Kurlufi owns 0.95 hectares of farm land. Since the COVID-19 pandemic hit the country, he has planted cucumber on 0.6 hectares of his field for two successive seasons, harvesting eight kilograms of cucumber seeds in the first season and 18 kilograms in the second. Each season last for almost three months.

“I sold the seeds for Rp450,000 (US$32) per kilogram to a local company,” he said.

“I find the technology very useful for people who have no prior or little experience in farming. In my case, it helps me decide what crops to plant and when to hire workers to do the pollination as it provides weather forecasts for the next six to seven days,” Kurlufi added.

Mustafa and Kurlufi are two of 11,000 farmers in eight provinces in Indonesia using RiTx Bertani, one of dozens of agricultural apps currently available as the government promotes Smart Farming 4.0 or digitised agriculture.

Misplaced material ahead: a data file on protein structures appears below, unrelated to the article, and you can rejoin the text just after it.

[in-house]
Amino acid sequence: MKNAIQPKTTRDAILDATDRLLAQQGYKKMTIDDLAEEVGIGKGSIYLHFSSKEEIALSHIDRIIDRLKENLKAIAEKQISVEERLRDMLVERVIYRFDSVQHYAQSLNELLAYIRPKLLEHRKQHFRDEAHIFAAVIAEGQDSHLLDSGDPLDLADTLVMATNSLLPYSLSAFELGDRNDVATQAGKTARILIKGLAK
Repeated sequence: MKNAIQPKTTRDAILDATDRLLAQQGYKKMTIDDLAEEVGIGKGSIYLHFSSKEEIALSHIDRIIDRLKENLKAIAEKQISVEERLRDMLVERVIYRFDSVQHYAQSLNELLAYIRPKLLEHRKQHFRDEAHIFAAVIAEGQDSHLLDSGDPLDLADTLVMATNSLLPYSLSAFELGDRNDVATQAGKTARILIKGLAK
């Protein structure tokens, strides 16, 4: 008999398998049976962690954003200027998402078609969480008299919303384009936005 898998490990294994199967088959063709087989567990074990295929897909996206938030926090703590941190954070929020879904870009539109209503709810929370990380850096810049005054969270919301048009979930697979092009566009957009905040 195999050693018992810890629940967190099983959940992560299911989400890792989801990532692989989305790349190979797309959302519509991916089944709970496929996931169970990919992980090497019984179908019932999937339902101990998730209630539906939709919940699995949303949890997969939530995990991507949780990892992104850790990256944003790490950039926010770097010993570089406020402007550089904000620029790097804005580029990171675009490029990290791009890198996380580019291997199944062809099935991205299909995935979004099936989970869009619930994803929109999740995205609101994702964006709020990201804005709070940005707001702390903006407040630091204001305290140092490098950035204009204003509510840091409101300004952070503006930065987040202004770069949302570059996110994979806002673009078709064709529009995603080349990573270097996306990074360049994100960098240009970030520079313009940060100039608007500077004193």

MSMB project manager Rizal Dwi Prastyo said they have both hardware — in the form of on-field sensors, which are connected to the internet — and software — in the form of the RiTx Bertani app.

“Users have to submit detailed information about their fields, including the size, borders, latitude, and longitude for the sensors to locate. Once the sensors detect the fields, they immediately measure the soil’s moisture and air temperature and feeds those information to the internet,” Prastyo told IPS from Yogyakarta, a 50-minute flight east of Jakarta.

One sensor, which costs approximately $2,700, covers an area of 10 hectares of land.

Based on the soil’s current moisture, Prastyo said, agriculture experts at the company provide suggestions to farmers through the app on what crops suit their land best for the next planting season.

“Throughout the season, the sensors measure soil moisture and air humidity every 10 minutes and upload them into the internet. Users can read the feeds through the app under the sensor menu. Farmers need this kind of information to apply fertiliser or spray pesticides, if needed,” he continued.